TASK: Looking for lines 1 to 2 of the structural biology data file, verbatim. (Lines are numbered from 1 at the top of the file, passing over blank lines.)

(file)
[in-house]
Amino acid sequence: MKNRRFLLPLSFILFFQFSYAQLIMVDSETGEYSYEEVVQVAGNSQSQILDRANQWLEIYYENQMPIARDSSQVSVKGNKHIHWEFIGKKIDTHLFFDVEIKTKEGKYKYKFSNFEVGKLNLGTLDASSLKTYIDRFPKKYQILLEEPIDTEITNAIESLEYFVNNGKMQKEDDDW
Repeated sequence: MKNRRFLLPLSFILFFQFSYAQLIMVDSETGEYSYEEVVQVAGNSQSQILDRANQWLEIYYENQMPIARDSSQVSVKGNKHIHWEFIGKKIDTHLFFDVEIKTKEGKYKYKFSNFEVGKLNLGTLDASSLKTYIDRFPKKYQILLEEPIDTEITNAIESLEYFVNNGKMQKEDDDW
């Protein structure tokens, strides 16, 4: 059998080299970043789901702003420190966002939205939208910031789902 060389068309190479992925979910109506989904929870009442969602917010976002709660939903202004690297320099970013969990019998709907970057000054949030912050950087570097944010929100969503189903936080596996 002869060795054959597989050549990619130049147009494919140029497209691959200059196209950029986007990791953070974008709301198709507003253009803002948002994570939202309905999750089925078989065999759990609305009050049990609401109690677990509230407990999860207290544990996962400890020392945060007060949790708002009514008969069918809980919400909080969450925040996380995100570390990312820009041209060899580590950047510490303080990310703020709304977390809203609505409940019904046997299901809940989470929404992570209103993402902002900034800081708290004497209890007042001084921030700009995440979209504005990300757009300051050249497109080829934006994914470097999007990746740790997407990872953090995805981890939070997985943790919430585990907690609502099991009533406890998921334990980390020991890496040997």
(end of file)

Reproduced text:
[in-house]
Amino acid sequence: MKNRRFLLPLSFILFFQFSYAQLIMVDSETGEYSYEEVVQVAGNSQSQILDRANQWLEIYYENQMPIARDSSQVSVKGNKHIHWEFIGKKIDTHLFFDVEIKTKEGKYKYKFSNFEVGKLNLGTLDASSLKTYIDRFPKKYQILLEEPIDTEITNAIESLEYFVNNGKMQKEDDDW